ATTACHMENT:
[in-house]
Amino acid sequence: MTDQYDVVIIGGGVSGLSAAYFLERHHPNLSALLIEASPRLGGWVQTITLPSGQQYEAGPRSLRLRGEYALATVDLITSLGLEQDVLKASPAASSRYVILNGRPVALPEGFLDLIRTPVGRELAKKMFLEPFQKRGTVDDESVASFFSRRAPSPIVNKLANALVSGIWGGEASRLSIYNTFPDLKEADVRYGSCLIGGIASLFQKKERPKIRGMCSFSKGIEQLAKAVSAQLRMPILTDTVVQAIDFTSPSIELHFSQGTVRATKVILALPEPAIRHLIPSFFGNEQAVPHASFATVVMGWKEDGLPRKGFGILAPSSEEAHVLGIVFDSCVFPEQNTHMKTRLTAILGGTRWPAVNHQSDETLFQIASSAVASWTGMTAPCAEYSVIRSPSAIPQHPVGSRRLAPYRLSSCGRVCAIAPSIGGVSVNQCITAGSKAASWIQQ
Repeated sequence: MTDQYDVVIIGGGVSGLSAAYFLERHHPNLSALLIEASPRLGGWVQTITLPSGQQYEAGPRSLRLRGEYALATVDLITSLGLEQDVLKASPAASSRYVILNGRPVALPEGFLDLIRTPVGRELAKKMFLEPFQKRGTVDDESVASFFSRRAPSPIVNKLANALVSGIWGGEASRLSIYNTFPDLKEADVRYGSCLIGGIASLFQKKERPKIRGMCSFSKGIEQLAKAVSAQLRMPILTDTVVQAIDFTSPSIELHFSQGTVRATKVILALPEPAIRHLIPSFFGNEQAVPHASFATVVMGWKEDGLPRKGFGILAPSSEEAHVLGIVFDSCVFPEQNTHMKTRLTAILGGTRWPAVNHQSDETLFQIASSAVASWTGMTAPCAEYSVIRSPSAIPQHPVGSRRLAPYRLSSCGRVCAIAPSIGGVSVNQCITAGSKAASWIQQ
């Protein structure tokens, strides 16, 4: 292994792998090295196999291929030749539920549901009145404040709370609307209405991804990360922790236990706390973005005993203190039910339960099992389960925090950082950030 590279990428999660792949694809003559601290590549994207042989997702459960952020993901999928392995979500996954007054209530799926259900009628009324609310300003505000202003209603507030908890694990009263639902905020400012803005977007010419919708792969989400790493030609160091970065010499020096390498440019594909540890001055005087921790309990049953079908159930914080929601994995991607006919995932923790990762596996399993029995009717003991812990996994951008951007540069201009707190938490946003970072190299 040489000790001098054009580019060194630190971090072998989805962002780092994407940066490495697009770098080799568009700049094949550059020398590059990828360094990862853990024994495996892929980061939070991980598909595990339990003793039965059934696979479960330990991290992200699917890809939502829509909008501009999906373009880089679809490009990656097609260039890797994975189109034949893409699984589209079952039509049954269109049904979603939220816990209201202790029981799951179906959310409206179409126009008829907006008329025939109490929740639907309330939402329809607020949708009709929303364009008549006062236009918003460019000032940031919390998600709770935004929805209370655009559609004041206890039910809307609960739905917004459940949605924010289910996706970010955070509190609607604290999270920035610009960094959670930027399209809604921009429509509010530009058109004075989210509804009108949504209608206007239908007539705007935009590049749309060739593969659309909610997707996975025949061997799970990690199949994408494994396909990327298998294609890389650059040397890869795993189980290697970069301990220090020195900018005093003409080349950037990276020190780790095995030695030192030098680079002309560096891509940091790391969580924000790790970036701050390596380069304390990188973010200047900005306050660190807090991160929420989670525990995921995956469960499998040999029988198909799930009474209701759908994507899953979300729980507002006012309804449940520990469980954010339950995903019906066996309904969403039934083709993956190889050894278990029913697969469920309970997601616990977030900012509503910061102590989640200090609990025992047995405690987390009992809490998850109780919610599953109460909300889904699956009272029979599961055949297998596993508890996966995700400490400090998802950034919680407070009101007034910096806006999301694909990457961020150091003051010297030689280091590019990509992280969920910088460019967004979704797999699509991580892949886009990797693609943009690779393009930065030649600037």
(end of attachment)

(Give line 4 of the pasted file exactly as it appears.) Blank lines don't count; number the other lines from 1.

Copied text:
């Protein structure tokens, strides 16, 4: 292994792998090295196999291929030749539920549901009145404040709370609307209405991804990360922790236990706390973005005993203190039910339960099992389960925090950082950030 590279990428999660792949694809003559601290590549994207042989997702459960952020993901999928392995979500996954007054209530799926259900009628009324609310300003505000202003209603507030908890694990009263639902905020400012803005977007010419919708792969989400790493030609160091970065010499020096390498440019594909540890001055005087921790309990049953079908159930914080929601994995991607006919995932923790990762596996399993029995009717003991812990996994951008951007540069201009707190938490946003970072190299 040489000790001098054009580019060194630190971090072998989805962002780092994407940066490495697009770098080799568009700049094949550059020398590059990828360094990862853990024994495996892929980061939070991980598909595990339990003793039965059934696979479960330990991290992200699917890809939502829509909008501009999906373009880089679809490009990656097609260039890797994975189109034949893409699984589209079952039509049954269109049904979603939220816990209201202790029981799951179906959310409206179409126009008829907006008329025939109490929740639907309330939402329809607020949708009709929303364009008549006062236009918003460019000032940031919390998600709770935004929805209370655009559609004041206890039910809307609960739905917004459940949605924010289910996706970010955070509190609607604290999270920035610009960094959670930027399209809604921009429509509010530009058109004075989210509804009108949504209608206007239908007539705007935009590049749309060739593969659309909610997707996975025949061997799970990690199949994408494994396909990327298998294609890389650059040397890869795993189980290697970069301990220090020195900018005093003409080349950037990276020190780790095995030695030192030098680079002309560096891509940091790391969580924000790790970036701050390596380069304390990188973010200047900005306050660190807090991160929420989670525990995921995956469960499998040999029988198909799930009474209701759908994507899953979300729980507002006012309804449940520990469980954010339950995903019906066996309904969403039934083709993956190889050894278990029913697969469920309970997601616990977030900012509503910061102590989640200090609990025992047995405690987390009992809490998850109780919610599953109460909300889904699956009272029979599961055949297998596993508890996966995700400490400090998802950034919680407070009101007034910096806006999301694909990457961020150091003051010297030689280091590019990509992280969920910088460019967004979704797999699509991580892949886009990797693609943009690779393009930065030649600037």